Vlogging, aka What Do I Say?

The thought of appearing on video to say what I want to say instead of typing it out on my blog is actually a bit daunting to me.  Even though I may want to say the same thing, it’s completely different.

Blogging allows me to hide behind my keyboard.  I can also say things more eloquently, as I have time to think about what I want to say.  Vlogging is immediate.  I don’t have much time to think.  It’s more difficult to get out what I want to say.  I also don’t like to listen to my own voice.  I’m sure many people feel the same way when they hear a recording of their own voice.  They think, “That’s how I sound?  It’s horrible!”

Another big problem for me is that vlogging is, in a way, public speaking.  I potentially have a large audience.  Even though I’m by myself talking to a camera or my phone, I’m speaking directly to a large potential audience.  That makes me uncomfortable, thanks to my INTJ tendencies.  I guess the more I do it, the more comfortable I’ll get.

Now, the biggest issue I have is figuring out exactly what to say.  I had this problem when I started this blog.  I wasn’t exactly sure what my focus was, other than books.  I feel like I’m in the zone now with this whole blogging thing, now that I’m writing posts up to twice a day (this month it is slightly more than twice a day).  Before, I had trouble writing once a week.  But the more I write, the more ideas I get.  I have several things going on, including the writing challenge I started a couple weeks ago, my worldbuilding series, my moons of the solar system series, and more.  And of course, the heart of this blog is book reviews.

So, what do I say in the vlog?  I had an idea today that I may talk about the books I’m currently reading, my writing process, my thinking process, ramble about some what-if scenarios, and of course use the video medium to show you what’s around me.  Pictures are great, but video shows everything is alive.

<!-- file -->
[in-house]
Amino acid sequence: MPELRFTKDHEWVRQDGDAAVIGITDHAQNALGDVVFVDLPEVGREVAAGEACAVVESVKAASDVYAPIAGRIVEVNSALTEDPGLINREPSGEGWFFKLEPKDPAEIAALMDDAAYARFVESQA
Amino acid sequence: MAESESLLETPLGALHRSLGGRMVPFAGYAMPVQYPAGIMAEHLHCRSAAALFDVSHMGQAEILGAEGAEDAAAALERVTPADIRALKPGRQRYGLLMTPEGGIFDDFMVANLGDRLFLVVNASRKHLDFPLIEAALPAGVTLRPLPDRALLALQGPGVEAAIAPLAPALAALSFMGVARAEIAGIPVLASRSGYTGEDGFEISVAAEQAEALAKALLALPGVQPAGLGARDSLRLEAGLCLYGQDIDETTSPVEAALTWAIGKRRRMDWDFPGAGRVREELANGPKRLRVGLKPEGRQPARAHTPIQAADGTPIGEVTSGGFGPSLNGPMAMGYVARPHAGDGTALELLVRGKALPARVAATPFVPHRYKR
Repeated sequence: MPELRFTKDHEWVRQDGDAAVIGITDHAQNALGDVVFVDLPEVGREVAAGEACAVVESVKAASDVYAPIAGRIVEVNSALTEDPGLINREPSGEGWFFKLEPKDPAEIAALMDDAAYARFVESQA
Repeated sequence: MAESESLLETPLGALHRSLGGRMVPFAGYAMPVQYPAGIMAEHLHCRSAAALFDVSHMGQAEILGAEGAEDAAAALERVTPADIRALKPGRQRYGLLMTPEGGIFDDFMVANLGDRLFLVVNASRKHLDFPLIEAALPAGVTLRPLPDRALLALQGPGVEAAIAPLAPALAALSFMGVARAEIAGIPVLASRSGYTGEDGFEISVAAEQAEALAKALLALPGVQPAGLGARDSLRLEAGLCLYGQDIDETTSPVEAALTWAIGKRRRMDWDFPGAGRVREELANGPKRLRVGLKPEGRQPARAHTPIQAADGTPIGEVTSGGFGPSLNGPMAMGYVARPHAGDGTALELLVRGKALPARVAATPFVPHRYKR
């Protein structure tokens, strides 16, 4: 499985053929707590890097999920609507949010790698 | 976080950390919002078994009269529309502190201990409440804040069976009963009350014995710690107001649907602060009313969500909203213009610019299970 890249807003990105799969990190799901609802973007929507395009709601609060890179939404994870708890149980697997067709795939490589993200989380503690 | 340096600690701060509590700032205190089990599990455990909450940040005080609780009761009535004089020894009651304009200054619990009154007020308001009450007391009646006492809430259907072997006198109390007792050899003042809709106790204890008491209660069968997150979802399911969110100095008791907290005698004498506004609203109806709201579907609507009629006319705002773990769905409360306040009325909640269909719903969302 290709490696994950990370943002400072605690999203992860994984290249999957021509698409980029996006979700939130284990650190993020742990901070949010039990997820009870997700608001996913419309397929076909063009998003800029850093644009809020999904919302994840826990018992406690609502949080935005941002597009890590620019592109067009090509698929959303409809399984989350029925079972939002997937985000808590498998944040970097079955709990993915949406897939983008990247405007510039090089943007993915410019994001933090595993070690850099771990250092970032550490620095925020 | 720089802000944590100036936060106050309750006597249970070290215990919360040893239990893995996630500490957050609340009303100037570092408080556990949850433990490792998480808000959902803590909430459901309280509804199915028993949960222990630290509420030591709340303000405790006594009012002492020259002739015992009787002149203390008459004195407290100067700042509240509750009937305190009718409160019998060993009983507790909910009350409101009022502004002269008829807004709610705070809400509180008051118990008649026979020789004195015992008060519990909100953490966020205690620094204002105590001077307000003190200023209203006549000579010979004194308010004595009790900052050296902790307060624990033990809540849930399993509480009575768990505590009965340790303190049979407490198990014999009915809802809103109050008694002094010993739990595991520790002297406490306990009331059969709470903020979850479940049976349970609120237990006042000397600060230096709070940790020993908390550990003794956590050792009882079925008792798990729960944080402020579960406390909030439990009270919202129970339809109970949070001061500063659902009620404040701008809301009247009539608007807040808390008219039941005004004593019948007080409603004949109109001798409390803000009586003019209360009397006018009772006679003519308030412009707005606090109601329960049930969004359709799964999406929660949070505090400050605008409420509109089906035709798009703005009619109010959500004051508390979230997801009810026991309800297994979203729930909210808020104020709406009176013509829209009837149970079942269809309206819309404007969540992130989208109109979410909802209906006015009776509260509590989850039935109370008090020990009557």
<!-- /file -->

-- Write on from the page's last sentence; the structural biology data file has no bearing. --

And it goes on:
I’d like to give a mention to Sierra, a fellow blogger who also just started vlogging today.  She’s a very frequent commenter on this blog.  So, go on over to her blog and check out her first vlog.

What Will You Write? #3 – I, Elephant

The winner of #2 has been decided, so now it’s time for our third edition, and it’s a very different one.

What Will You Write? is a series of writing challenges that I am posting every one or two weeks.  How it works is, I post the beginning of a scene and give you the genre or theme.  You finish the scene and post it on your blog. Please read the challenge page for more information and past winners. The rules are simple:

  • First, read what I’ve written.
  • Second, copy it and finish writing the scene.  Please keep your portion of the writing at less than 1,000 words.
  • Then, post your story to your blog.
  • Make sure you link back to this post so others can come and join in.
  • Make a post in the comments below with a link back to your post (it’s likely that if you use WordPress, there’ll be a pingback, but please leave a comment with the link nevertheless).

The deadline is about 5 days from today.  Let’s make that 3:00 pm GMT (Greenwich Mean Time) on June 14th.  I’ll be going to bed after that time, so I can give you some leeway if you post it within 5 or 6 hours after that deadline.  But after that, I need to judge.

After the deadline, I’ll read all of the entries and decide on who I think wrote the best scene.  Originality is very important.  I will judge it based on which one grabs my attention the most.  Once I’ve decided, I’ll post the winning story with a link back to the writer’s original post.  After that, I’ll include links back to everyone else’s entry so you can see what everyone wrote.  The winner will have the opportunity to write their own prompt and be a guest judge if they want.